New student adjusts to Staples during COVID-19 pandemic

Raia+Badurina+%E2%80%9923+moved+to+Westport+in+April+during+the+pandemic.+Despite+the+challenges+she+has+faced+as+a+new+student+during+COVID-19%2C+Badurina+continues+to+think+positively+about+her+situation.

Elle Tesoriero ’23

Raia Badurina ’23 moved to Westport in April during the pandemic. Despite the challenges she has faced as a new student during COVID-19, Badurina continues to think positively about her situation.

Julia Herlyn '23, Staff Writer

Raia Badurina ’23 did not picture her first day back in school to be littered by one-way hallways, plastic dividers at lunch and a sea of mask-wearing, unfamiliar students.

In fact, she did not expect her first day of school post-quarantine to be at Staples–over 2,500 miles away from her hometown of Las Vegas, Nevada.

On March 13, as a response to the coronavirus pandemic, Nevada schools canceled the rest of the academic year entirely. Badurina’s former school, Palo Verde High School, was no exception. Unlike Staples, Palo Verde did not offer online classes or distance learning to students. Badurina was already planning on moving to Westport over the summer, but moved in April, during the peak of national quarantine instead.

“I moved when quarantine was at its prime–so the hotels weren’t open–and I slept in the car with my stuff in the back seat,” Badurina said. “It was pretty bad.”

Despite the long trip to Westport, Badurina remained optimistic. Over the summer, she met a few Staples students that like her were rising sophomores. Unfortunately, once school started, many of the students she met were not in her cohort, and those who were did not share classes or lunch waves. 

“For the first day, I was worried about getting lost and having lunch, as I feel like every new person would,” Badurina said. “I walked in, there were one-way hallways, and I didn’t know which direction the floors went, so that was definitely weird.”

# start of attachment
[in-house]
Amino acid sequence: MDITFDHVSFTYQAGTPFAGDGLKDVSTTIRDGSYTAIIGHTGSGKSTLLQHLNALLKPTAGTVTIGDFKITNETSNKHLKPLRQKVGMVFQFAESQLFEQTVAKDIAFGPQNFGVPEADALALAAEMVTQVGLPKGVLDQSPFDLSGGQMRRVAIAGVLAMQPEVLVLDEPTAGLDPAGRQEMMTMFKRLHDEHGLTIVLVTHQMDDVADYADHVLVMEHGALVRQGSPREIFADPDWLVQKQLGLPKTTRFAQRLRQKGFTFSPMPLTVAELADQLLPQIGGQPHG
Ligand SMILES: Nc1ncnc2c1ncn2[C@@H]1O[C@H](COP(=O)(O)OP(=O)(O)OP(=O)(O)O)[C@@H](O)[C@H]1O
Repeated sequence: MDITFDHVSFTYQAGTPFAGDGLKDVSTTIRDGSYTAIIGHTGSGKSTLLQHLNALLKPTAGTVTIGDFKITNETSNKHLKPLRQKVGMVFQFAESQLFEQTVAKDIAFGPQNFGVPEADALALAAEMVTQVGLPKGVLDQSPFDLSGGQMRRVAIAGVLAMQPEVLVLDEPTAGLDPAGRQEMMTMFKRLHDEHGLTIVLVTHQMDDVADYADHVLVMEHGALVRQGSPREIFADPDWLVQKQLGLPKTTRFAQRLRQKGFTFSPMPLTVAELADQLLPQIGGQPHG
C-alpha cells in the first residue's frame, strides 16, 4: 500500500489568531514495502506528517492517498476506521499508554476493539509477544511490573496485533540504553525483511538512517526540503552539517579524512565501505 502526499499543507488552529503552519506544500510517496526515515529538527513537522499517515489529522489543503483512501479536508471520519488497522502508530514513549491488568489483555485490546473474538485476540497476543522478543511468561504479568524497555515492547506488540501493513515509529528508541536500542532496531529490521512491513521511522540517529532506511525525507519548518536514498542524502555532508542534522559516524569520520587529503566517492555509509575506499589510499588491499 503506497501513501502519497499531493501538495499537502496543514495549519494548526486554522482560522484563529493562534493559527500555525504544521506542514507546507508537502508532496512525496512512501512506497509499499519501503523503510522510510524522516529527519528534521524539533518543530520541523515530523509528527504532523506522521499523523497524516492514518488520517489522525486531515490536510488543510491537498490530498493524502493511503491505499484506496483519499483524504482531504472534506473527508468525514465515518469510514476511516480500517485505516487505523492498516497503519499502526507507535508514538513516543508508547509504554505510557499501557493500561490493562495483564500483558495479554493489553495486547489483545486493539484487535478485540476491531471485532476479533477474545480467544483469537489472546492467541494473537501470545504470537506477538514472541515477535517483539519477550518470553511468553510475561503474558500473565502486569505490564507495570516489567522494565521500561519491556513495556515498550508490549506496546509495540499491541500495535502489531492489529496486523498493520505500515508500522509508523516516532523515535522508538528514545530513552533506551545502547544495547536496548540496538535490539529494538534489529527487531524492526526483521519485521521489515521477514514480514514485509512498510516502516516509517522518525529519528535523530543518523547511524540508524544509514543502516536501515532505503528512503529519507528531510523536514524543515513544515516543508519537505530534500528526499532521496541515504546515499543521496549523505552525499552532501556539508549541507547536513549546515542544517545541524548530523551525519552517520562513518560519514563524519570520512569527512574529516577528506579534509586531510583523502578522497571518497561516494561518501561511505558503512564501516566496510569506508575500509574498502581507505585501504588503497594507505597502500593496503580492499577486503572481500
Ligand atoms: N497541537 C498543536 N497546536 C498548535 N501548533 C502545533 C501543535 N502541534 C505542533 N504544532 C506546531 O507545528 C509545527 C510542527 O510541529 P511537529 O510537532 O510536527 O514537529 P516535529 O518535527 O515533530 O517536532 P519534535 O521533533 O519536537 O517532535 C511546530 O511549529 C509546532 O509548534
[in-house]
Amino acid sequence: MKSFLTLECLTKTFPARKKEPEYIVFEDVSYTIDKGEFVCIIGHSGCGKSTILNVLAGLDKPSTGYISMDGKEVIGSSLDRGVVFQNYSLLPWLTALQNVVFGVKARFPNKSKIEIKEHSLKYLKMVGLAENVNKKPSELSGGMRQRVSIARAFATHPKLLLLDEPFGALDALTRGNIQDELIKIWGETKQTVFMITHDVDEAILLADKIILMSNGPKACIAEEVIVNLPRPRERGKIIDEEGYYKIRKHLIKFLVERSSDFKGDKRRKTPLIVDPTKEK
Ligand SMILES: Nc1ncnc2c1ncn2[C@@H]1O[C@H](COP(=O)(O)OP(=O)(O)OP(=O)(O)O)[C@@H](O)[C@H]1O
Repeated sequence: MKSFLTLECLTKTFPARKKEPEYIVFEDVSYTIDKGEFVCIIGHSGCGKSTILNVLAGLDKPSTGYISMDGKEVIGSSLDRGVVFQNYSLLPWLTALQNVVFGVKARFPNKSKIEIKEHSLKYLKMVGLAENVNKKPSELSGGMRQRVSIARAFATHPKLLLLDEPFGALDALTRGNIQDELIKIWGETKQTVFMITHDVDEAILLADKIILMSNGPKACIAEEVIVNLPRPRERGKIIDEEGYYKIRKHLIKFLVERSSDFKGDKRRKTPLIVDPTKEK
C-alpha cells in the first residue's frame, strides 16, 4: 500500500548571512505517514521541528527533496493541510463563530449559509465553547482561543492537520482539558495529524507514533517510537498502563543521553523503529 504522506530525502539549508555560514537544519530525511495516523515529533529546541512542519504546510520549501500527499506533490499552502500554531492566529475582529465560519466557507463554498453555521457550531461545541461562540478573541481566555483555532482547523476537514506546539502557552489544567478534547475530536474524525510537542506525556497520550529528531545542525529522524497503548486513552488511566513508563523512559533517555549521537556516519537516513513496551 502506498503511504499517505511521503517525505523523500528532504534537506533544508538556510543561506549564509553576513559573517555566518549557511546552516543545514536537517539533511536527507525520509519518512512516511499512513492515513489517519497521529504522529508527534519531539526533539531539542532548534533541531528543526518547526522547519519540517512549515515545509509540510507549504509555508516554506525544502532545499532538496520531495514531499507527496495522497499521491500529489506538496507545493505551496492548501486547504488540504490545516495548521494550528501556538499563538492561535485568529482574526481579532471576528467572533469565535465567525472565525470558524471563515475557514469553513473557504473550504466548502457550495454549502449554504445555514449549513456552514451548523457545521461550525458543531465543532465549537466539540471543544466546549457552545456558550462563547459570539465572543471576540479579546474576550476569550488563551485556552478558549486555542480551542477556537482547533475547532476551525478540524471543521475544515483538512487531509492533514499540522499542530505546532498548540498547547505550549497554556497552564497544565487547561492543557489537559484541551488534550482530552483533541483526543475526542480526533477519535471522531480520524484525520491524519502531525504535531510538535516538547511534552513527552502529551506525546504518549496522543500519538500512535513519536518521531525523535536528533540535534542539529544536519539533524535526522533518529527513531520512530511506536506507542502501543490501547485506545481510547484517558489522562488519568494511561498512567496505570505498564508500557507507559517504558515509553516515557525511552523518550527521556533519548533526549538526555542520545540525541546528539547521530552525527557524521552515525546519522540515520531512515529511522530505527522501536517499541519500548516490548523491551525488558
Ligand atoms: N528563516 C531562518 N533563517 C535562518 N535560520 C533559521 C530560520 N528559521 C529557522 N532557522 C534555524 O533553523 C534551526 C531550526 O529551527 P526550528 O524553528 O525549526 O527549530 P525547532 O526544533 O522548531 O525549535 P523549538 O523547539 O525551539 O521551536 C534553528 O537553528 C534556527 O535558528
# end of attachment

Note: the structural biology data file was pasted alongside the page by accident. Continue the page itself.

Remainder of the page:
Elle Tesoriero ’23, one of the students Badurina met over the summer, regretted that she was unable to guide her new friend through Staples.

“I was so disappointed that I couldn’t support [Badurina] on her first day of school,” Tesoriero said. “Being new to a school is obviously very stressful for anyone in a normal year. However, COVID and wearing masks definitely put a new wrinkle on starting the school year.”

After living in Westport for a few months, Badurina noticed that the local community seems to be slightly less outgoing compared to Las Vegas. She guessed that most of this was because she moved during the pandemic.

“In Las Vegas, people would always come up and say hi to you randomly,” Badurina said. “So when I went to the beach, I thought I would be able to make lots of friends, but that didn’t happen, because COVID makes communication harder in general.”

I think it would’ve been easier had I not moved during COVID. It’s a really weird time for everyone, but especially for someone who has to adjust to a whole new life here in the middle of all of this. But, I think the school is great, there are so many opportunities, and hopefully once this ends, or becomes more normal, it’ll be better[…] I don’t regret it.”

— Raia Badurina '23

In school, wearing masks and keeping distance also makes it harder for Badurina to  communicate with peers. 

“I felt really out of place because I always want to talk to people, but a lot of kids didn’t talk that much, probably because of the masks, social distancing and all of the other weirdness that comes with COVID,” Badurina said. “I think that after a few weeks, once everyone gets used to wearing the masks and keeping distance, it’ll be easier.”

Additionally, Badurina is not the biggest fan of the hybrid model. She finds that distance learning and remote days are not as engaging, and she looks forward to going back to school full-time.

“When my school closed [in Nevada], we didn’t even have distance learning. But here [in Westport], school kept going,” Badurina said. “So, it was weird for me to log into online classes for half of the week and be in the building for the other half of the week.”

Regardless of the complications Badurina has faced because of COVID-19, she is excited to become a part of the Staples community. She participates in Staples Players and looks forward to playing the role of Flora in the radio show, “It’s a Wonderful Life.”

Badurina’s dad, Ben Badurina, believes that despite the hardships, his daughter will adapt to Staples well.

“[I] certainly feel it will be a more challenging adjustment,” Ben Badurina said. “But, [I] feel [Raia] is up for it.”

Ultimately, Badurina feels that adjusting to Staples is going to be a challenge that may take more time than she anticipated. Nonetheless, she continues to be positive.

“I think it would’ve been easier had I not moved during COVID. It’s a really weird time for everyone, but especially for someone who has to adjust to a whole new life here in the middle of all of this,” Badurina said. “But, I think the school is great, there are so many opportunities, and hopefully once this ends, or becomes more normal, it’ll be better[…] I don’t regret it.”